Document Type


Publication Date



Sometimes people help one another expecting to be repaid, while at other times people help without an expectation of repayment. What might underlie this difference in expectations of repayment? We investigate this question in a nationally representative sample of US adults (N = 915), and find that people are more likely to expect repayment when needs are perceived to be more predictable. We then replicate these findings in a new sample of US adults (N = 417), and show that people have higher expectations of repayment when needs are perceived to be more predictable because people assign greater responsibility to others for experiencing such predictable needs (e.g., needing money for utilities). This is consistent with previous work based on smaller-scale societies, which shows that the predictability of needs influences expectations of repayment. Our results also add to this previous work by (1) showing that the positive relationship between predictability of needs and expectations of repayment previously found in smaller-scale communities is generalizable to the US population, and (2) showing that attributions of responsibility partially mediate this relationship. This work shows that the predictability of needs and attributions of responsibility for that need are important factors underlying the psychology of helping in times of need.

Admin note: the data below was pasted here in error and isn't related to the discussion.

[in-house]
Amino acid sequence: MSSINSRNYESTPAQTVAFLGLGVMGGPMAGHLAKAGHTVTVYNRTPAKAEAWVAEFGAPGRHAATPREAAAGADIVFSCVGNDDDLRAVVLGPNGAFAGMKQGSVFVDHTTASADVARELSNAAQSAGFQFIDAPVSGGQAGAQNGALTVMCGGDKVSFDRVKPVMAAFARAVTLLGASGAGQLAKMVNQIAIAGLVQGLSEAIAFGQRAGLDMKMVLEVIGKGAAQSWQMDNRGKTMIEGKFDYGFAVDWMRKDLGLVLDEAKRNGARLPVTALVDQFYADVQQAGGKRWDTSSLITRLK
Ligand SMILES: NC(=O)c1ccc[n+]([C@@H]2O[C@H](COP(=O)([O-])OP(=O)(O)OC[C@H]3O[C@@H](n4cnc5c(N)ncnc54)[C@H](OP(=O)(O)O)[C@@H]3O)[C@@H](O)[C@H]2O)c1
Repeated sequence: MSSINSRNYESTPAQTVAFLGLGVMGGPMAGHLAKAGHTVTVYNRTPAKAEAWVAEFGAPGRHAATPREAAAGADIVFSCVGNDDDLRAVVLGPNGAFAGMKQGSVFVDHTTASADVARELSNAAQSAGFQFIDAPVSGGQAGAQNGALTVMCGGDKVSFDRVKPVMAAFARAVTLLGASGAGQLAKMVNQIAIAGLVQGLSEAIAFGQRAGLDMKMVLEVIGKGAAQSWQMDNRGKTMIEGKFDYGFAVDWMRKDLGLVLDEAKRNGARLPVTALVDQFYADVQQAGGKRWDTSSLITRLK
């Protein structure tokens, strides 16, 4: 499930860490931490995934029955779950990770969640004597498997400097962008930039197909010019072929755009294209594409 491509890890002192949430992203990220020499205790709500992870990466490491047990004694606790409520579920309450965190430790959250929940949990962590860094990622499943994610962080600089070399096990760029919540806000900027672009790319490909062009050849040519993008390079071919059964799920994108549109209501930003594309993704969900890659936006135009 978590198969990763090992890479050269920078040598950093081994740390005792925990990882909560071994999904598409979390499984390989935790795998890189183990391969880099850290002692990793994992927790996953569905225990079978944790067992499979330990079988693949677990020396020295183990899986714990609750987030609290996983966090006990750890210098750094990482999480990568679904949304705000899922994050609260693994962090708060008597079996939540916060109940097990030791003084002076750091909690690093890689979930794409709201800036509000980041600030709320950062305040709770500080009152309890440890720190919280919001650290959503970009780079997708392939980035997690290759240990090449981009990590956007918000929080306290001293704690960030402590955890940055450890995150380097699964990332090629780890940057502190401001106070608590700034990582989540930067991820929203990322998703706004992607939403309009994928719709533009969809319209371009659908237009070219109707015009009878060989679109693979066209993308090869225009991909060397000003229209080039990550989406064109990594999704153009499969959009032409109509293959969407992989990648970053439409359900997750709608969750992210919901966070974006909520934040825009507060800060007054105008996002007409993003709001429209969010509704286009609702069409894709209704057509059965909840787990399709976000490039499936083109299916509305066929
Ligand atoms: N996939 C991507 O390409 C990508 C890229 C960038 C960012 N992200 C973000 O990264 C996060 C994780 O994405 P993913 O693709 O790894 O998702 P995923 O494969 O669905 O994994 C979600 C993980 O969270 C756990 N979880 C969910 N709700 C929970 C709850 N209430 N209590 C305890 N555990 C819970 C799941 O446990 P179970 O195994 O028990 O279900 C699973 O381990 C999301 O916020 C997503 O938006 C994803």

For a complete list of authors, please see the article.